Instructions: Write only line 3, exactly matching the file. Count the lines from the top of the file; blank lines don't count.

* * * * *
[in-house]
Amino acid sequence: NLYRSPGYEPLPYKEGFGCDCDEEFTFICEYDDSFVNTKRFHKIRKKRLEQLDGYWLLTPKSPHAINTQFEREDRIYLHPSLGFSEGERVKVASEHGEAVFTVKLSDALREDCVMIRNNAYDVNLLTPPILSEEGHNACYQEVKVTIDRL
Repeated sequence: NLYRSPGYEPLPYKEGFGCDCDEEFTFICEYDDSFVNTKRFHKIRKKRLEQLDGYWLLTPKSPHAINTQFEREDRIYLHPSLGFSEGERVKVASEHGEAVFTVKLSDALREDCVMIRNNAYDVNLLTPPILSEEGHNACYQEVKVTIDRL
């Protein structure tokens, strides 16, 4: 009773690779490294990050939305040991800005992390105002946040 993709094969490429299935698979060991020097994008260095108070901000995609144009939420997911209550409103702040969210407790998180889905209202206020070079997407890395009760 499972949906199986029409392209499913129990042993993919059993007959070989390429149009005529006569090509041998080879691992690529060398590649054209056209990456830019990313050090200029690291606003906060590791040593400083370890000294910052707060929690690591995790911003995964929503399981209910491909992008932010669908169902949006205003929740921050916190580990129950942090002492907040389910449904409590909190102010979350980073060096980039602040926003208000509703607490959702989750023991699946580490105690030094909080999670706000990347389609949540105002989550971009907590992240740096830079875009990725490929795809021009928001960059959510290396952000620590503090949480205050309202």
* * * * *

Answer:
Repeated sequence: NLYRSPGYEPLPYKEGFGCDCDEEFTFICEYDDSFVNTKRFHKIRKKRLEQLDGYWLLTPKSPHAINTQFEREDRIYLHPSLGFSEGERVKVASEHGEAVFTVKLSDALREDCVMIRNNAYDVNLLTPPILSEEGHNACYQEVKVTIDRL